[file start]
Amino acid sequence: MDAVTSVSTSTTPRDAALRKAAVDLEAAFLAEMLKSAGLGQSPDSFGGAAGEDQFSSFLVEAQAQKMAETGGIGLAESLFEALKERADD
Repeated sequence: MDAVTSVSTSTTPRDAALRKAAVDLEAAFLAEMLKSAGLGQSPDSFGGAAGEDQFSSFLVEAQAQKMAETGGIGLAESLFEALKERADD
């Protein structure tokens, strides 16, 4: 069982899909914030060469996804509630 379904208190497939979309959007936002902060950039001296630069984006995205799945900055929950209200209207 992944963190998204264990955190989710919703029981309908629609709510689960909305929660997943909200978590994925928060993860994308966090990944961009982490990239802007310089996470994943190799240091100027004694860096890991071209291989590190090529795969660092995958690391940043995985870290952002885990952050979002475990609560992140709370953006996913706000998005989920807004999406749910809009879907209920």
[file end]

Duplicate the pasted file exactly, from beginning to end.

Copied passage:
Amino acid sequence: MDAVTSVSTSTTPRDAALRKAAVDLEAAFLAEMLKSAGLGQSPDSFGGAAGEDQFSSFLVEAQAQKMAETGGIGLAESLFEALKERADD
Repeated sequence: MDAVTSVSTSTTPRDAALRKAAVDLEAAFLAEMLKSAGLGQSPDSFGGAAGEDQFSSFLVEAQAQKMAETGGIGLAESLFEALKERADD
């Protein structure tokens, strides 16, 4: 069982899909914030060469996804509630 379904208190497939979309959007936002902060950039001296630069984006995205799945900055929950209200209207 992944963190998204264990955190989710919703029981309908629609709510689960909305929660997943909200978590994925928060993860994308966090990944961009982490990239802007310089996470994943190799240091100027004694860096890991071209291989590190090529795969660092995958690391940043995985870290952002885990952050979002475990609560992140709370953006996913706000998005989920807004999406749910809009879907209920």